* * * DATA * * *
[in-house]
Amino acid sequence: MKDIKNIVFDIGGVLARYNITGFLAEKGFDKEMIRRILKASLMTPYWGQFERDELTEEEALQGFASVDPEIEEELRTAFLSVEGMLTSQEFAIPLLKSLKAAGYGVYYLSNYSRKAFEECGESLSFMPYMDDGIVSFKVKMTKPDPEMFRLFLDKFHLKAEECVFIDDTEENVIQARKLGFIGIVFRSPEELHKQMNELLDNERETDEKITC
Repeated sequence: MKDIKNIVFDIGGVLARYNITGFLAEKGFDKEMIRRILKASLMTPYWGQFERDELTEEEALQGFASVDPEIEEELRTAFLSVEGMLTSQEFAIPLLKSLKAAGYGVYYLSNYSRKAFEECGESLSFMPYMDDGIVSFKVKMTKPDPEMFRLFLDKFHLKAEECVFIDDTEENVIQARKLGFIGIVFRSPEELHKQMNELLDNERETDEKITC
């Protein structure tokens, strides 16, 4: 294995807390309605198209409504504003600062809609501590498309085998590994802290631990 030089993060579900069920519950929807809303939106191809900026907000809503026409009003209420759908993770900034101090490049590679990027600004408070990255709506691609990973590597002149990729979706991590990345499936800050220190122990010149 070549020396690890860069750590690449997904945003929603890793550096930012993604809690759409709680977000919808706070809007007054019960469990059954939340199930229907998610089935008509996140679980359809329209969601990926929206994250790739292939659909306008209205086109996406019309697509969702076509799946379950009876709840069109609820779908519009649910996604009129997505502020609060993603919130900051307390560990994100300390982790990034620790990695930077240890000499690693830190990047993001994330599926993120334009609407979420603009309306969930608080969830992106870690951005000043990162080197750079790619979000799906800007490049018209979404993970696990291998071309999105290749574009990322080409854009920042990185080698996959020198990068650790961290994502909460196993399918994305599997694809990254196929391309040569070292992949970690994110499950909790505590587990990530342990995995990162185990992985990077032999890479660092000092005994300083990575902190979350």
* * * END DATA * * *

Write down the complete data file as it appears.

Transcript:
[in-house]
Amino acid sequence: MKDIKNIVFDIGGVLARYNITGFLAEKGFDKEMIRRILKASLMTPYWGQFERDELTEEEALQGFASVDPEIEEELRTAFLSVEGMLTSQEFAIPLLKSLKAAGYGVYYLSNYSRKAFEECGESLSFMPYMDDGIVSFKVKMTKPDPEMFRLFLDKFHLKAEECVFIDDTEENVIQARKLGFIGIVFRSPEELHKQMNELLDNERETDEKITC
Repeated sequence: MKDIKNIVFDIGGVLARYNITGFLAEKGFDKEMIRRILKASLMTPYWGQFERDELTEEEALQGFASVDPEIEEELRTAFLSVEGMLTSQEFAIPLLKSLKAAGYGVYYLSNYSRKAFEECGESLSFMPYMDDGIVSFKVKMTKPDPEMFRLFLDKFHLKAEECVFIDDTEENVIQARKLGFIGIVFRSPEELHKQMNELLDNERETDEKITC
């Protein structure tokens, strides 16, 4: 294995807390309605198209409504504003600062809609501590498309085998590994802290631990 030089993060579900069920519950929807809303939106191809900026907000809503026409009003209420759908993770900034101090490049590679990027600004408070990255709506691609990973590597002149990729979706991590990345499936800050220190122990010149 070549020396690890860069750590690449997904945003929603890793550096930012993604809690759409709680977000919808706070809007007054019960469990059954939340199930229907998610089935008509996140679980359809329209969601990926929206994250790739292939659909306008209205086109996406019309697509969702076509799946379950009876709840069109609820779908519009649910996604009129997505502020609060993603919130900051307390560990994100300390982790990034620790990695930077240890000499690693830190990047993001994330599926993120334009609407979420603009309306969930608080969830992106870690951005000043990162080197750079790619979000799906800007490049018209979404993970696990291998071309999105290749574009990322080409854009920042990185080698996959020198990068650790961290994502909460196993399918994305599997694809990254196929391309040569070292992949970690994110499950909790505590587990990530342990995995990162185990992985990077032999890479660092000092005994300083990575902190979350």